Host agency ‘don’ts’ on independent contractor relationships: Travel Weekly

Marc Pestronk

Marc Pestronk

Q: In last week’s column, you listed some “do’s” and “don’ts” regarding controls our agency may have in our relationships with independent contractors (ICs). Your basic directive was that the working relationship between the IC and customers cannot be subject to controls on how, what and where to sell trips, but the working relationship between the host and the IC can be monitored to prevent fraud, embezzlement, etc. . You said, “You can’t require the sale of products from preferred vendors…you can’t assign work hours, and you can’t assign production quota or whatever. On the other hand, you may likely have rules that… require compliance with billing procedures to ensure accurate and timely allocation of commissions, prohibit poaching of your customers and employees, prohibit the transfer of pending reservations to another host, and control the use of your marks Can you give other examples of do’s and don’ts?

A: Here’s a good list of “don’ts” based on the current IRS test, which lists factors that tend to make a relationship more of an employment relationship. Although the IRS does not enforce its rule very actively, and although the state tests tend to be different, the IRS rule provides a useful list of rules and policies to avoid:

  • When and where to work.
  • What material to use.
  • What assistants to hire.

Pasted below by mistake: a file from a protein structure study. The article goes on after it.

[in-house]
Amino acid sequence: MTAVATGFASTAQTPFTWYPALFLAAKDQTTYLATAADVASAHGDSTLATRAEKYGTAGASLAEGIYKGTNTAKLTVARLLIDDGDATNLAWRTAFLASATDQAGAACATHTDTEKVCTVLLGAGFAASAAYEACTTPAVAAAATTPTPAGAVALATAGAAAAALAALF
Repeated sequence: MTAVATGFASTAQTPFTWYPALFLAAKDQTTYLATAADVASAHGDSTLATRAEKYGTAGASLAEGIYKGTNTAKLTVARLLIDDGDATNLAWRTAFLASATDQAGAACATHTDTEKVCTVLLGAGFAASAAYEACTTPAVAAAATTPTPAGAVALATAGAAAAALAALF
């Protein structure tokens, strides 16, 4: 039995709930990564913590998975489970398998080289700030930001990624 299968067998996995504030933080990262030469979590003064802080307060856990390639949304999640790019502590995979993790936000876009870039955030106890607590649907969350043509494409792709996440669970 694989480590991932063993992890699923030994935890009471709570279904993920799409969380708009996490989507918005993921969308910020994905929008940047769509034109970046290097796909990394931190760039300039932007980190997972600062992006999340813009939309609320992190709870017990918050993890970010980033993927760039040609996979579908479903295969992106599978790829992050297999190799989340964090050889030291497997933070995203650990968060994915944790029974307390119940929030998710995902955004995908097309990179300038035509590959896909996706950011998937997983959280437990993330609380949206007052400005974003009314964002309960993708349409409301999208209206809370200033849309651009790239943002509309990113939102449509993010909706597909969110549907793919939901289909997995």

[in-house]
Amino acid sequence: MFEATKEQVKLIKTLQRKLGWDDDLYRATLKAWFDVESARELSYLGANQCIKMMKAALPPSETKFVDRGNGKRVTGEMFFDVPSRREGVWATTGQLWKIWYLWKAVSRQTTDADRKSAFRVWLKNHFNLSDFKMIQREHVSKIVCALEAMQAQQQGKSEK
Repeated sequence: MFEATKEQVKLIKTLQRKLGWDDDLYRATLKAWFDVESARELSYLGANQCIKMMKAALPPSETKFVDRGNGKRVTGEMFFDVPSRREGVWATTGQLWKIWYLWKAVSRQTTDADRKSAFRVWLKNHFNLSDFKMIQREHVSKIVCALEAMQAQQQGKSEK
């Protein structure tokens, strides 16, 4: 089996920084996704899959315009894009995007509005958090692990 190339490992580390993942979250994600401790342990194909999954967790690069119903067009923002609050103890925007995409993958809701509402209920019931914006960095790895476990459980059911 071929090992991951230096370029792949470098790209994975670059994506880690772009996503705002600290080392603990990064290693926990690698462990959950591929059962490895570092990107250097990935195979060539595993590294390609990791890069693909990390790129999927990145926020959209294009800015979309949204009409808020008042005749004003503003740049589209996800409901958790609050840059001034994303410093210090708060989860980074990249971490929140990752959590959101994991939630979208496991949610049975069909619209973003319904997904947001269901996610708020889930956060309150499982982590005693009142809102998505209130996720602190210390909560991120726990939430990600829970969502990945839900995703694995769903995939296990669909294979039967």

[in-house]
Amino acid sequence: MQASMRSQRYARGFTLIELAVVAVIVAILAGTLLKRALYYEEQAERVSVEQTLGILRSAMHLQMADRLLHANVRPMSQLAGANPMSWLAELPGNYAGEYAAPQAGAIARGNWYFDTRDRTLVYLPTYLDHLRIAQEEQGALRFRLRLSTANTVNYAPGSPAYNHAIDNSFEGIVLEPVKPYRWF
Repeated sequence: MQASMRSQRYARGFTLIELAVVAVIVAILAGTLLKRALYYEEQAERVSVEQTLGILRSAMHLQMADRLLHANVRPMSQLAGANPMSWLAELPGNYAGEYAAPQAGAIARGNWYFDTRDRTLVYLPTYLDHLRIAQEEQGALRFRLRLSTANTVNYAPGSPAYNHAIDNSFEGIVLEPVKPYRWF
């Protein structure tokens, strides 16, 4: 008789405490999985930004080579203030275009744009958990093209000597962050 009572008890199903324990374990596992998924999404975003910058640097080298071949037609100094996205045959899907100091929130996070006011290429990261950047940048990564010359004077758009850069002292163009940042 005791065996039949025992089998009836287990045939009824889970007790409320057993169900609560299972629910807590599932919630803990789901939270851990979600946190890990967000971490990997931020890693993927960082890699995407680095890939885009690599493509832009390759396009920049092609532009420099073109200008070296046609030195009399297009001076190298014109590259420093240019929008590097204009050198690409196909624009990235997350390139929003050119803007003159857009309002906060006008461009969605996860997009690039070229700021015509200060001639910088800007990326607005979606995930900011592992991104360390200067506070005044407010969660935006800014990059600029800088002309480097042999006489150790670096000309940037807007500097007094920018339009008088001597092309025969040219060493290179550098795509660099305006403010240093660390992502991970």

• Where to buy supplies and services.
  • What work should be done by a specific person.
  • What order or sequence to follow.
  • Mandatory training on how to perform the services.
  • Reimbursement of all business expenses.
  • Ensure that the worker cannot suffer financial loss.
  • Limits on worker’s ability to sell to customers.
  • Offer benefits such as insurance, a pension plan, vacation pay or sick pay.
  • Permanent rather than fixed term contract.

The IRS stresses that no single factor will be determinative, so there could be a small number of exceptions at a host agency.

Another good list of “don’ts” is published by the New York State Department of Labor, which states that companies cannot:

  • Dictate when, where and how they perform the services.
  • Provide facilities, equipment, tools and supplies.
  • Directly supervise services.
  • Set working hours.
  • Require exclusive services.
  • Set the rate of pay for assistants.
  • Require attendance at meetings and/or training sessions.
  • Ask for oral or written reports.
  • Reserve the right to review and approve the work product.
  • Evaluate job performance.
  • Require prior authorization for absences.
  • Have the right to hire and fire assistants.

Unlike the IRS, New York policy is that an IC legal relationship cannot have any of these rules or policies.